As you're no doubt aware, bookkeeping for builders is challenging. Construction companies tend to have unstable workforces, wage rates that can change by location, and multiple ongoing projects with various costs and durations. Here are some bookkeeping tips that can help you stay organized and set up your business for success in the coming year.
Among the easiest ways to track expenses and revenue is to open multiple bank accounts for business use. Reserve one account for receiving payments from customers. From there, you can transfer money into other accounts as needed.
Use another account exclusively for payroll, and yet another to build a cash reserve. It's also worthwhile to have an account designated for paying taxes.
Separate accounts help you better determine how much money is coming into your construction business each month. You can then better control how much is going out and from which part of your budget. In addition, segregating accounts helps ensure no one is writing checks against, say, payroll funds for nonpayroll expenses.
Keeping business receipts is an essential bookkeeping practice. Receipts provide insight into where money is going and serve as proof of expenses in case you get audited. Generally, you should avoid paying for anything in cash because those transactions are harder to track.
As you record information, whether from expenses you're paying or revenue you're receiving, include key details such as the precise name of the other party, account number, date and so forth.
The best way to log and track transactions is to use up-to-date software. Ideally, you should keep separate bookkeeping journals for:
Organize and file receipts, invoices and other documents so that they're easy to find later. Whether storing hardcopies in filing cabinets or saving digital files on a hard drive, it's important to have backups in case the original documents are lost or damaged.
A best practice is to make three digital copies of each document, for example:
Backing up data weekly is generally sufficient, but how often you should back up data depends on how frequently you update it.
The tracking of specific job costs — known simply as "job costing" — is useful because it helps pinpoint the specific costs of each project, which can later lead to more accurate estimates and job budgets. Job costing also can help you determine which types of projects are profitable and which ones to avoid.
Put simply, the process involves breaking down a project into phases and then listing the tasks needed to complete each phase. Tasks are then divided into three expense categories: 1) labor, 2) materials (direct and indirect costs), and 3) overhead. Those costs are then added together. Going forward, tasks can serve as line items that you can easily add or delete from estimates as the scope of a potential project is defined.
Your construction company's labor force might include a combination of salaried employees, union- and nonunion workers, and independent contractors. To truly succeed at bookkeeping, you must diligently track the hours and type of work performed by everyone.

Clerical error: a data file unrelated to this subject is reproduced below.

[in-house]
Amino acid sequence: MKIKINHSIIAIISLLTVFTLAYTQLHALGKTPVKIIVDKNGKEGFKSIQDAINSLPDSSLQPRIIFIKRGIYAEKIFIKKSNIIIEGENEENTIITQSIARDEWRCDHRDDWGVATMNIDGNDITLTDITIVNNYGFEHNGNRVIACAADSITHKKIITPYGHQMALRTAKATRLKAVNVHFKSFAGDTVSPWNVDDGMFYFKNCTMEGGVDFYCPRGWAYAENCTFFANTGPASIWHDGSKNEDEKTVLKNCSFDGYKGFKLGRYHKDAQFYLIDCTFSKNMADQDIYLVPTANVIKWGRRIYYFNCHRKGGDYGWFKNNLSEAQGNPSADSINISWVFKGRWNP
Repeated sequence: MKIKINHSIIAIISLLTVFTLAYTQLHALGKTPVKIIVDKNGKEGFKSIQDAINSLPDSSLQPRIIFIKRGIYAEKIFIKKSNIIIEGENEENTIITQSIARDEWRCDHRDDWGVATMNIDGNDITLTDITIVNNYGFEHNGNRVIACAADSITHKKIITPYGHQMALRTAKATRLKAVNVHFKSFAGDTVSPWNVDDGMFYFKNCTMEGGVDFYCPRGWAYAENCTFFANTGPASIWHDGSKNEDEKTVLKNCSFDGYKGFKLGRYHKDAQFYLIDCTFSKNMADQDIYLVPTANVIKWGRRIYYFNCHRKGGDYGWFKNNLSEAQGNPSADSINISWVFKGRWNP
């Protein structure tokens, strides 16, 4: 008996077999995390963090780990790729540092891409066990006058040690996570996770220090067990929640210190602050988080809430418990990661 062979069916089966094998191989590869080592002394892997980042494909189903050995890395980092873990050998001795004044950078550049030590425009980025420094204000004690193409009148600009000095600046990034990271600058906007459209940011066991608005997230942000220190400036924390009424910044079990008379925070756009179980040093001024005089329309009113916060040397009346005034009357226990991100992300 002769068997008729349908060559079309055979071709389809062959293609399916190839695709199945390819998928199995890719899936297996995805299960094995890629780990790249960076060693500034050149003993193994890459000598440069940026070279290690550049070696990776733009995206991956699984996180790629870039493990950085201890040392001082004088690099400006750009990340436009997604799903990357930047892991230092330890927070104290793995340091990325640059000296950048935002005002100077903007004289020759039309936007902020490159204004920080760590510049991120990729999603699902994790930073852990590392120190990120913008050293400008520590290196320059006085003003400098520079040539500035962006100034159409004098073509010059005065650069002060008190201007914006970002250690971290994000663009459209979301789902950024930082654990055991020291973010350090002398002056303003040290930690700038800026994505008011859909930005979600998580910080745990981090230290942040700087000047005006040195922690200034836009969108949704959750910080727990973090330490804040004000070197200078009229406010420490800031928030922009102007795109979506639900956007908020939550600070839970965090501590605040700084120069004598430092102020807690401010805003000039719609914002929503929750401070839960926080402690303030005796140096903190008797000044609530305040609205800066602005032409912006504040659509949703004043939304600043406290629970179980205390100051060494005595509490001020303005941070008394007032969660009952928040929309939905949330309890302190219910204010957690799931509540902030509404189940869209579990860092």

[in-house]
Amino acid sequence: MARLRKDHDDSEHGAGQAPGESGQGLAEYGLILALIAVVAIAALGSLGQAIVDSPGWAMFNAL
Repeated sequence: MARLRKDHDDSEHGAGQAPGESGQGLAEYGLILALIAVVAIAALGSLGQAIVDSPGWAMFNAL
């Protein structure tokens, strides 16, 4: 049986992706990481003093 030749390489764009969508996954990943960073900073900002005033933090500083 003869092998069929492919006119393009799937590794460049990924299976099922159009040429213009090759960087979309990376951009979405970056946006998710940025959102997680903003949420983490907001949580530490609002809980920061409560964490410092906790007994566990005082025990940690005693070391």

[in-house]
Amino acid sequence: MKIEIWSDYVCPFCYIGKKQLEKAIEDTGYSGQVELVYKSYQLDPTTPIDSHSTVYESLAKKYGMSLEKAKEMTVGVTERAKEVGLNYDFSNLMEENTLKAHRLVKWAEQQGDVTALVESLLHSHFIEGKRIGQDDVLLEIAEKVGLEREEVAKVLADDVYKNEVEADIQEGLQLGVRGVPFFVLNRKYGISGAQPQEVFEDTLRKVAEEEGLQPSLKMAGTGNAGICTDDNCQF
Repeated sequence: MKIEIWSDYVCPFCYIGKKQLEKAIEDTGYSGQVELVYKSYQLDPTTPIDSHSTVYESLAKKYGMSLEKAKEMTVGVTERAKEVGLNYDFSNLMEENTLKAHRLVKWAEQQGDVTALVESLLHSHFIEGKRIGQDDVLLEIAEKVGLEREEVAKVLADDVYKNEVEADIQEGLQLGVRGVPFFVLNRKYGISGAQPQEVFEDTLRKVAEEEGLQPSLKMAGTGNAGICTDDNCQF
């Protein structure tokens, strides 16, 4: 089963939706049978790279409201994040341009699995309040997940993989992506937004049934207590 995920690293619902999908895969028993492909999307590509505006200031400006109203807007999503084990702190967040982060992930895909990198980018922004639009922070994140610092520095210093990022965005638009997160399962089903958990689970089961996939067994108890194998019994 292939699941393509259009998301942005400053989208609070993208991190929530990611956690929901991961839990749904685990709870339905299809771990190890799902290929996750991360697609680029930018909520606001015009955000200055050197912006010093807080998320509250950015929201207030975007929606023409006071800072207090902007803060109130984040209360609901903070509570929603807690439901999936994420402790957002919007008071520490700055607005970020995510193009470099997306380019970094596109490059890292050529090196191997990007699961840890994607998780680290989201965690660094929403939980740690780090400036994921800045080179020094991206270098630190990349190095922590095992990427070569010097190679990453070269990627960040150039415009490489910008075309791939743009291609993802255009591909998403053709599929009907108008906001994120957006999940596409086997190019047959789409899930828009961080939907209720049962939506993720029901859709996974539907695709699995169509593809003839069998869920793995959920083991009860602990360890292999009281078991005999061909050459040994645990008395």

Unfortunately, the tracking of labor hours and costs on multiple projects can easily become disorganized or, worse, inaccurate, and turn into a number-crunching headache. There are many Web-based tools and mobile apps available for construction companies of all sizes to automate the process and reduce human error and oversight.
It's not unusual for a job to require more labor or materials than originally anticipated. If you're constantly taking materials from inventory, you can quickly go overbudget on that project and find yourself short-supplied for others.
With supply chains in such bad shape recently, maintaining a solid inventory of materials could allow you to stay operational while competitors are waiting for their shipments. But you might need to upgrade your bookkeeping efforts and software to keep a more accurate inventory of materials and their related expenses. Doing so should enable you to more easily see where your resources are going and budget accordingly.
Many contractors wait until a project is complete or almost done to start recording costs or incoming payments. But your books should always have "wet ink" — that is, recently updated figures and details to keep you apprised of what's really going on.
After all, unexpected expenses can occur at any time that require immediate adjustment to a job's budget or even your company's overall budget. On a more positive note, a properly documented and processed change order could mean you'll receive more revenue from a project than expected.
Establishing and maintaining these and other bookkeeping best practices isn't easy. We're here to review your ledger, offer advice on better financial recordkeeping, suggest ways to improve payroll management, and even help you identify opportunities for growth.
Get in touch today and find out how we can help you meet your objectives.